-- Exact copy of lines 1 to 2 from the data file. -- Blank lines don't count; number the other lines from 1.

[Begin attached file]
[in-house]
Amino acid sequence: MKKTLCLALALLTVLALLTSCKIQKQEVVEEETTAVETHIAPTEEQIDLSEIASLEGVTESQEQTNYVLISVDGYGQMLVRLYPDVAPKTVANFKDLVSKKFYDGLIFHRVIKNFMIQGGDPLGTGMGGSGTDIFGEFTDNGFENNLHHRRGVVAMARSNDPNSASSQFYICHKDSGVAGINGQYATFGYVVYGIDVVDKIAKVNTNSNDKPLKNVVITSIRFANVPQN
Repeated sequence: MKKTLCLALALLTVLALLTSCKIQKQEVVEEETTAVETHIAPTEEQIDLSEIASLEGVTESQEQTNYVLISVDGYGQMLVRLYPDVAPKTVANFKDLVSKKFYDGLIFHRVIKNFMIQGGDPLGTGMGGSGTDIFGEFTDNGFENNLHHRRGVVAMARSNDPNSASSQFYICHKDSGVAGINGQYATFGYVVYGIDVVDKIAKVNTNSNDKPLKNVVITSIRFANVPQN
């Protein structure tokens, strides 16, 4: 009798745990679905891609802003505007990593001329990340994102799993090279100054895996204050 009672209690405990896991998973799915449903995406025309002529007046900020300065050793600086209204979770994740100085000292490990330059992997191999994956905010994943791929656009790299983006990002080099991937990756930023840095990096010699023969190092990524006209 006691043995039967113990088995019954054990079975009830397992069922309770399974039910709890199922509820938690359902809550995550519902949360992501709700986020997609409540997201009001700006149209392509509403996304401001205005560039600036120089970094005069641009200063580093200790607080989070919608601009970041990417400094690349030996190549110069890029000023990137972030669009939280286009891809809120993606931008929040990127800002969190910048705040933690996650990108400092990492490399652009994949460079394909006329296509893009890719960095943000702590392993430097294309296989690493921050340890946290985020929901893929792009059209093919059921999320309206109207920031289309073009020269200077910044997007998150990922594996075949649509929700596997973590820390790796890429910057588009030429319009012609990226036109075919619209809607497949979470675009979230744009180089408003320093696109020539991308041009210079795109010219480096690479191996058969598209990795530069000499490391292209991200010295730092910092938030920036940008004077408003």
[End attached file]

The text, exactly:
[in-house]
Amino acid sequence: MKKTLCLALALLTVLALLTSCKIQKQEVVEEETTAVETHIAPTEEQIDLSEIASLEGVTESQEQTNYVLISVDGYGQMLVRLYPDVAPKTVANFKDLVSKKFYDGLIFHRVIKNFMIQGGDPLGTGMGGSGTDIFGEFTDNGFENNLHHRRGVVAMARSNDPNSASSQFYICHKDSGVAGINGQYATFGYVVYGIDVVDKIAKVNTNSNDKPLKNVVITSIRFANVPQN